The bureaucratic machinery, in its quest to adhere to standardised data collection and analysis methods, might inadvertently sift through this data, retaining only pieces that align with pre-defined parameters, and discarding the rest as noise.
This can translate into a stark misrepresentation of ground realities, where the complex tapestry of individual narratives is replaced by a monochrome picture that fits neatly within official frameworks but does not do justice to the rich diversity of citizen experiences. The dilution of these narratives means losing out on the depth and breadth of information that CGD can potentially provide, leaving in its wake a shallow representation that may not resonate with the actual citizen perspective.
- Data Manipulation: The integration of citizen generated data into official databases opens up avenues for potential manipulation or selective inclusion of data, which could sway the statistical results to align with particular agendas. As we traverse the journey of merging citizen data with official records, we inadvertently open a Pandora’s box of potential data manipulation risks.
The process of filtering, categorising, and analysing CGD can become a breeding ground for selective inclusion of data, a scenario where only data that aligns with certain narratives or agendas finds its way into official records. This manoeuvre can drastically shift the essence of the data, moving away from a true representation of citizen voices to a manipulated version that serves specific interests.
This manipulation is not merely a statistical issue but one that could have far-reaching implications on the society at large. Altered narratives could fuel policies and decisions that do not necessarily align with the real needs and nuances of the community. The ripple effects of this could be seen in skewed development agendas, misaligned resource allocations, and a general distrust between citizens and governing bodies.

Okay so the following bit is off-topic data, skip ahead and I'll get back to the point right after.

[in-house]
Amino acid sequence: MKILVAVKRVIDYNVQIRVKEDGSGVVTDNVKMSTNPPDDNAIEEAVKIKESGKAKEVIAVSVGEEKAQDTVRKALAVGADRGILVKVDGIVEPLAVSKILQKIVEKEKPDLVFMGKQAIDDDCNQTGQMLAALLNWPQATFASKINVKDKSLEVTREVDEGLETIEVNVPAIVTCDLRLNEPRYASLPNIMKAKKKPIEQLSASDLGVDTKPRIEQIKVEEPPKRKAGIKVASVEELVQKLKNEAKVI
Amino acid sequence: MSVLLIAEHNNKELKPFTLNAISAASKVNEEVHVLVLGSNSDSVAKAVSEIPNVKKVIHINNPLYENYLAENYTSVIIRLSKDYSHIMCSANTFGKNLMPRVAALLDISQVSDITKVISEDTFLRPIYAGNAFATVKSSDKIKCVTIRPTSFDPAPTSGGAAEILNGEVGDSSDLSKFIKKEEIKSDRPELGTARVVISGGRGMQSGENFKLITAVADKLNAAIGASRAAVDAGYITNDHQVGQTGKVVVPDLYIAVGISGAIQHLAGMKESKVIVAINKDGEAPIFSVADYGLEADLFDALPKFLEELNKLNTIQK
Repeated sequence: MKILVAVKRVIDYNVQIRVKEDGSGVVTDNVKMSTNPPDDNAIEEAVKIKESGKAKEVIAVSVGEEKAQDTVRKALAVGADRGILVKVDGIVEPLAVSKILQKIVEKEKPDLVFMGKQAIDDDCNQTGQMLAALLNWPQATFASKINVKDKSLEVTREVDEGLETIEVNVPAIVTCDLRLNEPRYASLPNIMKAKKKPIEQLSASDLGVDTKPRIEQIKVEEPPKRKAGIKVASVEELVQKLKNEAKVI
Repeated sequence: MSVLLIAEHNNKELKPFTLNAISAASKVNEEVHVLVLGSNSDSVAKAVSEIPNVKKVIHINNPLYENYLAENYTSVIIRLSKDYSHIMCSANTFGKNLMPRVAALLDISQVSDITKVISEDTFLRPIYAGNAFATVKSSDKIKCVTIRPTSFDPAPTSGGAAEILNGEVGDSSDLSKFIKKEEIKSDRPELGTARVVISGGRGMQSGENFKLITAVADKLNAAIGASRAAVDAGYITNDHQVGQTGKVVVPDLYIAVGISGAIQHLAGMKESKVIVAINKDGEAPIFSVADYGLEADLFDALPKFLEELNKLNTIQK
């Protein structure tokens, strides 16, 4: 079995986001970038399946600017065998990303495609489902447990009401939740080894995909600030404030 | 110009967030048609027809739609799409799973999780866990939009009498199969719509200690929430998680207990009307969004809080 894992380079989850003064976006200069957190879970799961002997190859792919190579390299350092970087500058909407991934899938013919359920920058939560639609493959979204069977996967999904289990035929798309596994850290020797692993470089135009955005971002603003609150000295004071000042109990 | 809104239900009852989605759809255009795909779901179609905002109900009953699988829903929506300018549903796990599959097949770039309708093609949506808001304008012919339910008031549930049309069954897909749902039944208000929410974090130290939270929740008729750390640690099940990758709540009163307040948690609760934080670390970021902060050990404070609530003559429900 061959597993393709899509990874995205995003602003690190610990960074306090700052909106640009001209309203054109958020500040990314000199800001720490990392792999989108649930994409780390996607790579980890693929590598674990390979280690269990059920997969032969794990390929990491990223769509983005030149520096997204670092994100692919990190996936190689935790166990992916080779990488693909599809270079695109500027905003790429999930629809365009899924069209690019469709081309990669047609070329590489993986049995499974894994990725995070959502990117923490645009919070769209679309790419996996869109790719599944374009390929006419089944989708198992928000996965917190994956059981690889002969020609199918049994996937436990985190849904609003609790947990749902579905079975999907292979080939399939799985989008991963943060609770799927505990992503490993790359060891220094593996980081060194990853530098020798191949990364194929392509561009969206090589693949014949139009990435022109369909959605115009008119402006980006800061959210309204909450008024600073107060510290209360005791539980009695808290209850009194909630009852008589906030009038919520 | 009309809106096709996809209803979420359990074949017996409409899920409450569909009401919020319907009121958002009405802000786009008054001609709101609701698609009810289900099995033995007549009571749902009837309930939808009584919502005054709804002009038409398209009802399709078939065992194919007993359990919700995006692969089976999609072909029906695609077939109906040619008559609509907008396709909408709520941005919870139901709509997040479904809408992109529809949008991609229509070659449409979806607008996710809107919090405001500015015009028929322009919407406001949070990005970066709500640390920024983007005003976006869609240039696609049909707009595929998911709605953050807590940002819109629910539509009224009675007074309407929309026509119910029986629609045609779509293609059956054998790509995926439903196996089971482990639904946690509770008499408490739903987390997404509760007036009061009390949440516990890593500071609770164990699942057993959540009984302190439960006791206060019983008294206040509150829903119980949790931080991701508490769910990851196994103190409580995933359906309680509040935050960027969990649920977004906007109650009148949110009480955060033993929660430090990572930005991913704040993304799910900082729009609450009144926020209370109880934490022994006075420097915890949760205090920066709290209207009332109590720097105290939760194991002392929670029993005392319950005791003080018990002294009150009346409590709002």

- Loss of Authenticity: NSOs might impose stringent criteria for data collection, potentially stripping citizen generated data of its spontaneous and voluntary nature, thereby losing the authenticity that characterises it. While standardisation and quality control are fundamental aspects of data collection and analysis, they come with a caveat when applied to CGD.
NSOs might impose stringent criteria with the intention of harmonising data, ensuring reliability, and facilitating comparability across various parameters. However, this move can potentially rob CGD of its spontaneity, converting a previously organic process into a rigid, structured framework. This metamorphosis from voluntary narratives to structured responses can dampen the richness of the data, leading to a loss of depth and nuances. The stories, once vibrant with the hues of genuine community experiences, might get reduced to mere numbers, losing their narrative potency and connection to real-life scenarios.